Director James Mangold can make a serious film with extra twists for a grown-up audience. His credits include "Walk the Line," "3:10 to Yuma" and the offbeat thriller "Identity." In "Knight and Day" he adds a touch of Alfred Hitchcock and James Bond to his high-energy mix.
He combines action with romantic comedy for a modern version of classic films like "North by Northwest" or "Arabesque." Cary Grant and Gregory Peck play the cool characters at the center of those stories. Tom Cruise does a credible job playing a 21st century man of international intrigue. Cameron Diaz is the hot babe who stumbles into the hyperbolic plot and gets swept away on impossible adventures.
In a story like this, implausible developments are expected. Many strange turns and a nasty double-cross occur. High-speed chases and last-minute rescues abound. But there's also genuine humor and enough quiet time to provide welcome relief. The growing chemistry between Cruise and a maturing Diaz make it all very entertaining. This enterprise is a cut above the usual fare of this type. For fans of this genre, it's worth a summertime look and a big bag of popcorn.
Sleeper hit of the summer
"Cyrus" is a sly, quirky comedy that combines romance with a little creepiness. This improvised indie may just be this summer's surprise hit.
John (John C. Reilly) is a self-described "Shrek" who hasn't dated in years. He seems to find his happy ending when he meets sexy Molly (Marisa Tomei), and John soon moves in with her.
Ah but there's her son Cyrus – an eerily polite, overgrown mama's boy prone to panic attacks.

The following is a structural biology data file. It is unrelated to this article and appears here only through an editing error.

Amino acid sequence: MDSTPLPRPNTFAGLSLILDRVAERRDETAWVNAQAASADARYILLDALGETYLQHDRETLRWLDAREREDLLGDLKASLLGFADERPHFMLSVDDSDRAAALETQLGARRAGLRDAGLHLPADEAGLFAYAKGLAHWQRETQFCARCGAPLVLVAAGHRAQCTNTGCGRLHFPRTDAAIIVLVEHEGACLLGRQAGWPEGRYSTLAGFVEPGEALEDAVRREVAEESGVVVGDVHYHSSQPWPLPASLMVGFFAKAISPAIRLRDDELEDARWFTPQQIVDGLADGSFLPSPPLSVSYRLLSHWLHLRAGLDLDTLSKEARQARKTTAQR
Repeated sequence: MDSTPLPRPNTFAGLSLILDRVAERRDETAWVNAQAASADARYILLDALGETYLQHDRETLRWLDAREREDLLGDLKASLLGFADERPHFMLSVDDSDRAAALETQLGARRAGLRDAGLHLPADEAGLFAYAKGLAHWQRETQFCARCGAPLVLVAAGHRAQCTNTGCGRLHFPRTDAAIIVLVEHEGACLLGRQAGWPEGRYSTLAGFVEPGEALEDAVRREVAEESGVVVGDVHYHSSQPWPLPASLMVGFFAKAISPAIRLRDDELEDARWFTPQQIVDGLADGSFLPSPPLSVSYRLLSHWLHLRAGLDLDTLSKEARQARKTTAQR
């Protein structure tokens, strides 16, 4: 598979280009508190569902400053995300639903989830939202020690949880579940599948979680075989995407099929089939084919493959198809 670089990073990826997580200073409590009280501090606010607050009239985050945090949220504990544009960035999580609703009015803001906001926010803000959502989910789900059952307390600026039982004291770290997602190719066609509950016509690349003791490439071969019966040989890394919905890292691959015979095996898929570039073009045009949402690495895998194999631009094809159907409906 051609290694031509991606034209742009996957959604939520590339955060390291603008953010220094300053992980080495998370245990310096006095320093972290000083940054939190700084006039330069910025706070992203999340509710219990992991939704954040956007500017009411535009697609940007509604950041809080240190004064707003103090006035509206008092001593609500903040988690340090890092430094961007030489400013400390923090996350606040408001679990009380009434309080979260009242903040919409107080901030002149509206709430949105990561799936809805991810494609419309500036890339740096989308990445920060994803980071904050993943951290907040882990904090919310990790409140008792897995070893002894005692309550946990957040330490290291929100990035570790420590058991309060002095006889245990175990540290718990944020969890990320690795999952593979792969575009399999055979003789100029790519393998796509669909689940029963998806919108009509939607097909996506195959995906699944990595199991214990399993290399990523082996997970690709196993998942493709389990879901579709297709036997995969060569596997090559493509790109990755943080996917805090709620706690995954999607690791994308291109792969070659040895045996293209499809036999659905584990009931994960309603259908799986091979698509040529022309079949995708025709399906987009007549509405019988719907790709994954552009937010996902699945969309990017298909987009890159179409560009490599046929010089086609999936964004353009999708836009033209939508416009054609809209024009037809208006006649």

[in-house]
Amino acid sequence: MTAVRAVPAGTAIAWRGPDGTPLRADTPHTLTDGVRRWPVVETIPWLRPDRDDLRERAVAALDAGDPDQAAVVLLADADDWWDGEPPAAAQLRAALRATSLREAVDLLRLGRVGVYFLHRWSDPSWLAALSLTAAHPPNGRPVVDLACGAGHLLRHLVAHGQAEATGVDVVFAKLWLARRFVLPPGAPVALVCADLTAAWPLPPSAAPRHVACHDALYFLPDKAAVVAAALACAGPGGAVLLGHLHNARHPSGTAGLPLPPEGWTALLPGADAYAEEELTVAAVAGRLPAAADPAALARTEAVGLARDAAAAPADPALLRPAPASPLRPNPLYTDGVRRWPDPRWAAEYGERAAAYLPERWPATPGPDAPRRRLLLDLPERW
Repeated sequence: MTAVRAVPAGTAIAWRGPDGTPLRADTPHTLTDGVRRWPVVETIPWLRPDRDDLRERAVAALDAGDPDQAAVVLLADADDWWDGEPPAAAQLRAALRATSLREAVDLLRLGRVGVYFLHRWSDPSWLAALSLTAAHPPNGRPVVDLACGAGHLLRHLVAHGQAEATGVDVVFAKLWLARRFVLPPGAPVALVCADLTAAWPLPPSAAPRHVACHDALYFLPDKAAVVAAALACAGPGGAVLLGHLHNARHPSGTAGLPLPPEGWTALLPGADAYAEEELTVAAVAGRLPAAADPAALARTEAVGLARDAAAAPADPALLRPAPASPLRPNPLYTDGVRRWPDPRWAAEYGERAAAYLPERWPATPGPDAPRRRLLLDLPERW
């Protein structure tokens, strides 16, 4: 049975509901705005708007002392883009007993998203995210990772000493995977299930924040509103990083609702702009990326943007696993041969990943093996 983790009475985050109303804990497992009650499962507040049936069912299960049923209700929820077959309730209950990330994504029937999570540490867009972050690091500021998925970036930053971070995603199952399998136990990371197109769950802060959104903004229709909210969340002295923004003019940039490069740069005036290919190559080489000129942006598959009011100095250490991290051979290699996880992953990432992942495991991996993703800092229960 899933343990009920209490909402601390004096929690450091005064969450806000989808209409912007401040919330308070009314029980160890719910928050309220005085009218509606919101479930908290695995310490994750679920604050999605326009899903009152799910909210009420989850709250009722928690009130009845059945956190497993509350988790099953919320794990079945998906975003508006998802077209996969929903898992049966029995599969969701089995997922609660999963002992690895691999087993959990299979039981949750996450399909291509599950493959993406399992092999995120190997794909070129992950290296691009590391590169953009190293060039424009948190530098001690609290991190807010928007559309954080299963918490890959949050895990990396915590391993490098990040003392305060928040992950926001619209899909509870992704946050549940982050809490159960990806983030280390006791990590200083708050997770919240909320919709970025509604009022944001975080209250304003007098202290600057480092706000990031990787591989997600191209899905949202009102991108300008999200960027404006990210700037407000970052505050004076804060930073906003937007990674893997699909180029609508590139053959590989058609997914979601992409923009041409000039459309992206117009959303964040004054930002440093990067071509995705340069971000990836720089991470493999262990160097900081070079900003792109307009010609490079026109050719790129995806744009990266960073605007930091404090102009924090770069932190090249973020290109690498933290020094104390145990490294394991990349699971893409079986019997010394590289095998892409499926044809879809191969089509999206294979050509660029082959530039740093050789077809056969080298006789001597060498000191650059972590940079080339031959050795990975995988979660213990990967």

Jonah Hill ("Get Him to the Greek") is a pleasant surprise in Cyrus as a tightly wound man-child, the type people talk about on the 6 o'clock news as "he seemed like such a nice boy." Reilly is hilarious as a lovable loser who's not much more evolved than Cyrus.
'Grown Ups' gets thumbs down
"Grown Ups" is a so-so, overlong "Saturday Night Live" skit. It's 90 minutes of SNL alumni Adam Sandler, Chris Rock, David Spade, Rob Schneider and also Kevin James trading riffs in a pricey sandbox.
As junior high pals reunited for one weekend, the guys try to revive their former box-office glory with buffoonish, grossout humor only they seem to find funny. The best bits were already seen in the trailer. Rock and the talented female cast — among them Salma Hayek, Maya Rudolph and Maria Bello — are sadly misused.
If only they'd had a hot tub time machine.
JOHN DEPKO is a Costa Mesa resident and a senior investigator for the Orange County public defender's office.
SUSANNE PEREZ lives in Costa Mesa and is an executive assistant for a financial services company.Copyright © 2015, The Baltimore Sun